Published: Friday September 26, 2008
Stocks rose yesterday as investors appeared more confident that lawmakers in Washington would move quickly to pass its bailout plan for the ailing financial system.
But at the same time, the anxiety gripping the credit markets refused to abate. Banks continued to hoard cash, clogging crucial financial arteries that keep money flowing to businesses and consumers for car loans, credit cards and payroll payments.
Interest rates on short-term loans jumped back toward the record levels seen at the end of last week, meaning that banks were reluctant to lend cash. The yields on Treasury bills continued to fall, a sign that investors were willing to accept small returns in exchange for a safer bet than stocks or corporate bonds.
The Libor rate, a benchmark gauge that measures how much banks are charging one another for overnight loans, jumped the most in one day in nearly a decade.
The moves in the credit market, if sustained over time, could have ripple effects on a wide swath of the economy. Many businesses depend on short-term loans to finance their day-to-day operations, like utilities and payroll.
Even big corporations are feeling a crunch: the General Electric Corporation said yesterday that it expected to earn less money this year than it originally expected.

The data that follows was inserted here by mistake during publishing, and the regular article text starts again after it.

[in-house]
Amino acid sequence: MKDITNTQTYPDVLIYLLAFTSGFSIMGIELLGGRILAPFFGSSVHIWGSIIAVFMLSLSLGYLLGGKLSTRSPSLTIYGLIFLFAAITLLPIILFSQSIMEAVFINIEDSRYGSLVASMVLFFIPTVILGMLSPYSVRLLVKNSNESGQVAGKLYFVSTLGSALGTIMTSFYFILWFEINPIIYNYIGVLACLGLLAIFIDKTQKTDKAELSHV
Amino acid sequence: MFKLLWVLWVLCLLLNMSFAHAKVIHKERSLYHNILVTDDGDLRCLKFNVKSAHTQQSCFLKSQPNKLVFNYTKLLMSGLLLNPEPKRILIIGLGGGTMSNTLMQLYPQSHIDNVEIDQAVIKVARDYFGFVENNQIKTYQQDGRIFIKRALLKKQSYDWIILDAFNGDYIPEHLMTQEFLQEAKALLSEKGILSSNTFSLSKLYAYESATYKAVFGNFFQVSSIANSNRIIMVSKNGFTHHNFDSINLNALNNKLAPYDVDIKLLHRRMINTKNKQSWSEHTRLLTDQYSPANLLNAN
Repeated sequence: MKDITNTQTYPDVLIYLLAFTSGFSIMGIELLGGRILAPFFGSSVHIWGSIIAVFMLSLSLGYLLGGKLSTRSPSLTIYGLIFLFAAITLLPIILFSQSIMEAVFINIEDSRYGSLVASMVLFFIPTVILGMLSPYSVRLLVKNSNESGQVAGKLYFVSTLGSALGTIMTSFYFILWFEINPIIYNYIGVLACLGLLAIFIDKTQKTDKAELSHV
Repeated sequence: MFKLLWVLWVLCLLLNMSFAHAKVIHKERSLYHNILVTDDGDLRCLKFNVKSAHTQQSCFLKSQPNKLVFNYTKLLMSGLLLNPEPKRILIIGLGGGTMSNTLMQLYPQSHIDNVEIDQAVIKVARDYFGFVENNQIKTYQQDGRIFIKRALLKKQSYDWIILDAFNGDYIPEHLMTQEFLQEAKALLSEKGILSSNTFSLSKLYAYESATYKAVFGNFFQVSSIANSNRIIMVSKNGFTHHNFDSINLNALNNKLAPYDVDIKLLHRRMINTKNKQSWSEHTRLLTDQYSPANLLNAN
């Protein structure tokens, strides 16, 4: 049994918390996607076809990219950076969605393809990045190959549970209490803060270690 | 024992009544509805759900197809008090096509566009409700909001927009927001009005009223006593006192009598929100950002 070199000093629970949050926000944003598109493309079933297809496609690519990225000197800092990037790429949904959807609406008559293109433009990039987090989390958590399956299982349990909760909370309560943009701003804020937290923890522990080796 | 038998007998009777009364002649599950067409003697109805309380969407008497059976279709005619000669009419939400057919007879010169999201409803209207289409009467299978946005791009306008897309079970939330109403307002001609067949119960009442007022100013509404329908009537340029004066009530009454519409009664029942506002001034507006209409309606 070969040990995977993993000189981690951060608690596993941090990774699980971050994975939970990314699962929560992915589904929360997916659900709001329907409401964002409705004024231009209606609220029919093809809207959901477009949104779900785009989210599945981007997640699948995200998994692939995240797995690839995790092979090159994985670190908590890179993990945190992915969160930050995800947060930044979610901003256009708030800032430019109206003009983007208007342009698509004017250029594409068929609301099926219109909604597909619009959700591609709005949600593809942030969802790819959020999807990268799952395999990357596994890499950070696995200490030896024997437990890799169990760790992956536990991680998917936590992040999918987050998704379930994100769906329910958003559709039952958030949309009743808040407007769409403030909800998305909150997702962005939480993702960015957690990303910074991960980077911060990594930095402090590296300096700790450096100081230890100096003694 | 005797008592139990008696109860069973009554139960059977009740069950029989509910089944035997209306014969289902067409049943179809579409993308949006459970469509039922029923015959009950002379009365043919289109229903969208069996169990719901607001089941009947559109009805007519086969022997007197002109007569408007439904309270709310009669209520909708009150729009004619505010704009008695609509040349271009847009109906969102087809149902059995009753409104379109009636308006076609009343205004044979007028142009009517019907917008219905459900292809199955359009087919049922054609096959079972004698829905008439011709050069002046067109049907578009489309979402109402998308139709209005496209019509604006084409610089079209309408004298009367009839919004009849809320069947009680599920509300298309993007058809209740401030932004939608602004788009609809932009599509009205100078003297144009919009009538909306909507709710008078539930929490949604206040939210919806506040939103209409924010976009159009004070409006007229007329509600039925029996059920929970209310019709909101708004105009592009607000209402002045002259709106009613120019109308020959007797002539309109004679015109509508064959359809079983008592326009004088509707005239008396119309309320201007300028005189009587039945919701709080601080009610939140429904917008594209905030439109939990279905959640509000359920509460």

Investors in the stock market, however, kept their focus locked on Washington, where lawmakers and Bush administration officials continued to negotiate the details of the government’s bailout package.
Hopes that the plan could be finished by the end of the day helped send the market higher. By noon, the Dow Jones industrial average closed up 196.89 points or 1.8 per cent, and the broader Standard & Poor’s 500-stock index gained 1.97 per cent. The Nasdaq composite was up 1.4 per cent.
The gains came despite three grim government reports on the economy. Orders for big-ticket manufactured goods fell 4.5 per cent in August, a sign that businesses were reluctant to make big investments, and the Labour Department said the number of new applications for jobless benefits rose by 32,000 last week to a seven-year high.
Source: Trinidad Guardian Newspapers